4G coverage has steadily been replacing 3G coverage in Africa in 2016 and in 2017 it looks likely to be the year higher speeds and better coverage will drive new data uses. Globally 4G provides six times the average speed of 3G.
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In November 2016 OpenSignal published its report on levels of coverage and average speeds of 4G globally. This is based on 500,687 users and 17,065,628,107 sampling points. The global average for 4G download speeds is 17.4 mbps and the fastest is Singapore at 45.86 Mbps. LTE-Advanced networks deliver the top of the range speeds in the reported countries.
The report only takes three African countries - South Africa, Tunisia and Morocco - all whom are in the vanguard of 4G roll-out. Tunisia exceeds the global speed average at 21.69 mbps, Morocco achieves 18.09 Mbps and South Africa 15.43 Mbps. On this basis, 4G in other African countries is most likely to be between 5-10 Mbps, the range at the bottom of Open Signal's sampled countries.
OpenSignal data for coverage works on the basis of the percentage of times a user had access to a 4G network. So if 50% of the population has coverage, the availability of 4G data will be around 50% who have access. South Korea has the highest with 95.71% of the sample able to access 4G. South Africa has a 63.12% access to 4G, with Morocco on 59.82% and Tunisia on 53.72%.
The report provides global speed comparisons of 3G(3.3 Mbps) 4G (17.4 Mbps) and Wi-Fi (10.8 Mbps). It does not break out these comparisons at a country level. However, most data users in Africa know that Wi-Fi and 4G deliver much faster speeds than 3G, even if the differential is much less pronounced.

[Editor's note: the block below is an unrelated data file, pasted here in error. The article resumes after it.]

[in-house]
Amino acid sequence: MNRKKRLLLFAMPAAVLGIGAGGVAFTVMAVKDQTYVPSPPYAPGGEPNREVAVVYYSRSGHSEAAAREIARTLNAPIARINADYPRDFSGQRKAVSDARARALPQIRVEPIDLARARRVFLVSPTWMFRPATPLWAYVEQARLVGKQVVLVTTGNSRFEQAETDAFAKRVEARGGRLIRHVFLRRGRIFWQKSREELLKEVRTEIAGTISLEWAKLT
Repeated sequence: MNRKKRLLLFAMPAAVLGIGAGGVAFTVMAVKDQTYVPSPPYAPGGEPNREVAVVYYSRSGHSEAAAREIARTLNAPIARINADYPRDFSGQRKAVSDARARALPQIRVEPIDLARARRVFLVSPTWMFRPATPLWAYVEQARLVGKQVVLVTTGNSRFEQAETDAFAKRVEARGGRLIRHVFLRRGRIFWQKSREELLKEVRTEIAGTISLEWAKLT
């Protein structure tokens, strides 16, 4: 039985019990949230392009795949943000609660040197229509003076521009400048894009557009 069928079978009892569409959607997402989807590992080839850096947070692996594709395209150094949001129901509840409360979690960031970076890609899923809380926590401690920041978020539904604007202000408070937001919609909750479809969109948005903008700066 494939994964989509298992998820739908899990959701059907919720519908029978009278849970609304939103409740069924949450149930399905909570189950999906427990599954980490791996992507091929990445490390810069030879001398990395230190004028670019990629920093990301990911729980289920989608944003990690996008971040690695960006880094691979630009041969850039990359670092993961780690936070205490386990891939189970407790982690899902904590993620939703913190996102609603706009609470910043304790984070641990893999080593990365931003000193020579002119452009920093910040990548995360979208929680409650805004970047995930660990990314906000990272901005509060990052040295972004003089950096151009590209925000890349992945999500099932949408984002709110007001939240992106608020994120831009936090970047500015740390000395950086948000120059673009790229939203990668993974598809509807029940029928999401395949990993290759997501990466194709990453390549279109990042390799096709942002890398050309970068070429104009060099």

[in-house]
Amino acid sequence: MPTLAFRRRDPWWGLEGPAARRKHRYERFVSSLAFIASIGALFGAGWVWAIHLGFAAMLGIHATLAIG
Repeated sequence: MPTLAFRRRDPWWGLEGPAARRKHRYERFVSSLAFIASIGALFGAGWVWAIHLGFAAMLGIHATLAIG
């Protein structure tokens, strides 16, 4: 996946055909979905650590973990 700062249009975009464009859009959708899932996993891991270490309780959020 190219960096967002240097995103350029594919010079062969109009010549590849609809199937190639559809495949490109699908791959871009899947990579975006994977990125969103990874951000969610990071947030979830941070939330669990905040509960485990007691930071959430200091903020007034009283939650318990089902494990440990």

What the OpenSignal report does not measure - and which is key to many of the new and emerging data uses in Africa - is consistency. It's no good trying to stream a film on 4G (or indeed any connection) if the connection breaks in the middle and leaves it hanging just as the suspense is building.
African regulators have long tracked Quality of Service for mobile voice and a significant number have fined providers who have fallen below the standards they have set. But so far no regulator has tracked the quality of data connections in Africa. Arguably this is more important in Africa because the majority of people access the internet on a mobile phone.
Recently the Rwandan Government announced that it would achieve 92% population coverage by 2017. This is a little down from the 95% Olleh Rwanda Networks promised when we covered them in October 2015 but there or thereabouts.
Two things mark out Rwanda as unusual against other African countries. Olleh Rwanda Networks is a single wholesale provider. Whatever else may be wrong with it, speed of attaining almost full coverage is not one of them. Secondly, Rwanda is a geographically compact country with a high population.
Nevertheless, 4G coverage will soon match 3G coverage in a significant number of African countries. Increased speeds have to be matched by consumer friendly prices. Some countries have chosen to sell 4G as a separate premium product at a higher price to 4G. Others like Safaricom in Kenya have kept the same price for both 3G and 4G.
The biggest fear among most Africa data consumers I talk to about 4G is that their bundle will simply run out more quickly. The #datamustfall campaign in South Africa pointed out that data rates in South Africa were still higher than for Nigeria, an undoubtedly higher cost country. Current data prices are still too high but when they get to the right point, 4G speeds and wider 4G coverage will deliver a whole new set of data uses.Source: Balancing Act publishes a wide range of video and other resources, which can be found on the original of this article on their website.